Writer: Lisa Holdsworth
From the novel by: Adelle Stripe
Director: Kash Arshad
Designer: Hannah Sibai
Reviewer: Ron Simpson
Bradford’s Freedom Studios have a distinguished record of site-specific productions in the city, from Drummonds Mill to the Interchange. Black Teeth and a Brilliant Smile doesn’t quite fall into the category, as it soon takes off on an extended tour of pubs, clubs, village halls and the occasional theatre, mostly in Yorkshire. However, the first week’s performances are at a venue that is a perfect site for the story of Andrea Dunbar’s life.
The play does not profess to be biographically accurate, being based on Adelle Stripe’s fictionalized account, “an alternative version of historic events”, as the playscript puts it. However, the main facts appear to be in order. Andrea Dunbar was the phenomenally talented playwright from Bradford’s Buttershaw estate who wrote her first play, The Arbor, while at school. From this, she moved on to Rita, Sue and Bob, Too, which also became a successful film.
However, both her private life and her continuing writing career were, to say the least, troubled: first pregnancy at 15, three children by different fathers, time spent in a women’s refuge, loss of dramatic inspiration, fall-outs over the importation of different writers into the Rita, Sue film, continuing poverty and growing dependency on alcohol. All these are in the play. It’s impossible to say whether the portrait of Andrea is accurate, but it is dramatically convincing.
Andrea Dunbar died of a brain haemorrhage at the age of 29 at Christmas-time 1990 after collapsing in the Beacon pub in Buttershaw. Lisa Holdsworth’s play focuses on that. At the beginning, she comes into the pub in search of both a drink and some pills for a violent headache. An hour and a half later, after a tour through her life, the ambulance sirens sound.
The Ambassador itself adds to the sense of realism imparted by the script and Kash Arshad’s direction, which are both unfussy, direct and economical. Entering the upstairs room of the Ambassador, the audience is confronted by a bar at each end, with a medley of stools, chairs and settees in between. One bar is in the Ambassador in 2019, the other is in the Beacon on 1990, complete with Christmas decorations. It is as though the audience has been dropped into Andrea Dunbar’s world.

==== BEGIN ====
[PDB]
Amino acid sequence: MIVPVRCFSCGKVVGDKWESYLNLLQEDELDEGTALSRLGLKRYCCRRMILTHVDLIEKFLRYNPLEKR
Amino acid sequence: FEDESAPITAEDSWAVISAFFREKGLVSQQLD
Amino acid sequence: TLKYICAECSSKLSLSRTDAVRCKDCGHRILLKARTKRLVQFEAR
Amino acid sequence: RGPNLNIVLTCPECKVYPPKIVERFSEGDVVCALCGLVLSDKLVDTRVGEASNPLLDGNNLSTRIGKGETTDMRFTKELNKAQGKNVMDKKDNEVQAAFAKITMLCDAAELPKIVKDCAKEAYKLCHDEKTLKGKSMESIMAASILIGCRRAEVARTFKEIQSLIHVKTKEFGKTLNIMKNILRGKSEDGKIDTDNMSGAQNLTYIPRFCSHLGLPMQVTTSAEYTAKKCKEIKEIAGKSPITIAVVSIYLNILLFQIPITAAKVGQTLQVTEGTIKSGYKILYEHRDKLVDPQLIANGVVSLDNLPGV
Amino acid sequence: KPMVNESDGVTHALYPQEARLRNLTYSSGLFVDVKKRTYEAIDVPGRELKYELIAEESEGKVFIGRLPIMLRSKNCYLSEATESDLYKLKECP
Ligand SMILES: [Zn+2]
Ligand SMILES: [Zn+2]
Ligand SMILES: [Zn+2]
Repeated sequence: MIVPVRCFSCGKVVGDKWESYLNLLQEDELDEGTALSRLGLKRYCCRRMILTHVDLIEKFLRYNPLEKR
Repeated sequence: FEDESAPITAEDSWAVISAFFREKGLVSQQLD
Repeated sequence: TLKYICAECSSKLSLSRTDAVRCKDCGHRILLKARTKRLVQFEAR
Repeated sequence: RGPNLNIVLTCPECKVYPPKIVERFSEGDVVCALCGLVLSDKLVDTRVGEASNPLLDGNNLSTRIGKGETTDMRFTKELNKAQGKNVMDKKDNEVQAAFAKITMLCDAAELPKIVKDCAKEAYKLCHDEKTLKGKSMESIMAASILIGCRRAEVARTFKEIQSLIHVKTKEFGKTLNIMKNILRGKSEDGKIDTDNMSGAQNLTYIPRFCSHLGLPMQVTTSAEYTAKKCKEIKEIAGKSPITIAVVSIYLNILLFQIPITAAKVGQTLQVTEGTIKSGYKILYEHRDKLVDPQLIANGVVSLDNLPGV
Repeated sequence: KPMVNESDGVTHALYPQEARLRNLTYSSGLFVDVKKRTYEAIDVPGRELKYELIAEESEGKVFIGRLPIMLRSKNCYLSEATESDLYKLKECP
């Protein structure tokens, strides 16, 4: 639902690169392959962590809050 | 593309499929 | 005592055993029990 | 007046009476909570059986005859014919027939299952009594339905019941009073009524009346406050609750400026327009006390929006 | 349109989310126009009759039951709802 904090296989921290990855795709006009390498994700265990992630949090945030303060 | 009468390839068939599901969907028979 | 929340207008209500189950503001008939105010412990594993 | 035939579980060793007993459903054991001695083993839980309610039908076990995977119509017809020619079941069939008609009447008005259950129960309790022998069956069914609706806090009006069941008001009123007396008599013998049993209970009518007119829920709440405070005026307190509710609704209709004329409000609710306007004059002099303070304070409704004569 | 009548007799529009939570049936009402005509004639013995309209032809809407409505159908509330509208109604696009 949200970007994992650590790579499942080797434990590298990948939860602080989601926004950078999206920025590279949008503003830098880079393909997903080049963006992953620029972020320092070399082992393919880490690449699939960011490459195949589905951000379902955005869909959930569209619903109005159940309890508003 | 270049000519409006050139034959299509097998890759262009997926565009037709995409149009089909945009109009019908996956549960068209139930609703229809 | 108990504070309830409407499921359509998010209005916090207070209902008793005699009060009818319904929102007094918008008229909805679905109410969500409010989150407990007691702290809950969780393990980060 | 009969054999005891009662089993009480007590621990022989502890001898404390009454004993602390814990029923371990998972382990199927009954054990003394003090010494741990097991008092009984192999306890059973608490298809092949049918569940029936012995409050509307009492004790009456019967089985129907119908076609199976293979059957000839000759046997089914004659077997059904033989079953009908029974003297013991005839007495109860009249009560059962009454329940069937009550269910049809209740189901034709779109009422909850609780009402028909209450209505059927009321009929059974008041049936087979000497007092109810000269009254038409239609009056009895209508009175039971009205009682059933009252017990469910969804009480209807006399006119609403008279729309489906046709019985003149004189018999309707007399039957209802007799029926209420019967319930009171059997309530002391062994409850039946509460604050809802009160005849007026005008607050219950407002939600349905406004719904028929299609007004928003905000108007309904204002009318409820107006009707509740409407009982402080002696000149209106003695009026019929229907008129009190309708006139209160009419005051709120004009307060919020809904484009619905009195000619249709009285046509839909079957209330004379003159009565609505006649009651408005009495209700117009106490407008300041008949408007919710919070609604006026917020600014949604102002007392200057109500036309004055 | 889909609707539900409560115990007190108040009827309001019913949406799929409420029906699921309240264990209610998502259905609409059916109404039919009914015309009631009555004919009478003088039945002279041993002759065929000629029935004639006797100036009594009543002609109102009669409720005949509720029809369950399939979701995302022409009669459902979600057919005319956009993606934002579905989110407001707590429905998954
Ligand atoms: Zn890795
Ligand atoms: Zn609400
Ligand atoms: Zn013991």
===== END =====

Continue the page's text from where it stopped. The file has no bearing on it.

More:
Holdsworth’s technique is to cast Andrea with two actors. 29-year-old Andrea interrogates her young self, discusses details of her story, takes on characters that young Andrea comes in contact with. As the play moves through her life, young Andrea appears less and less, as the mature and disillusioned Andrea takes over.
Emily Spowage plays Andrea for the most part with a sort of subdued, almost ironic intensity, until her fury bursts out later in the play. Among her cameo parts a brutal, but very funny, take on an immensely theatrical Max Stafford-Clark, director of the Royal Court, stands out. Another well-known name in the theatre, Kay Mellor, gets much kinder treatment, in a sympathetic performance by Laura Lindsay.
Lucy Hird’s intelligent, but uncontrolled, wild child of a Young Andrea is always striking, especially in combination with Claire-Marie Seddon’s Elaine, the two of them a bit too close to Rita and Sue for comfort. Lindsay, Seddon and Balvinder Sopal, rather good at the posh bits, excel in a medley of small parts.
Already there has been a complaint from a family member that this is not a true depiction of Andrea Dunbar. Quite possibly so – to quote the playscript again, it “exists purely within the realms of speculation” – but the tension between Dunbar’s art and her life is nothing new. As the play makes clear, many of the people on the Buttershaw estate were less than delighted to see themselves as others saw them on stage or film.
Unfortunately – or, from a different viewpoint, satisfyingly – it is likely to be impossible now to book for Black Teeth at its perfect venue, the Ambassador, where it has already sold out. But it will not lack impact in your local hall or club.
Runs at the Ambassador until June 8, 2019, then touring the North of
England | Image: Tim Smith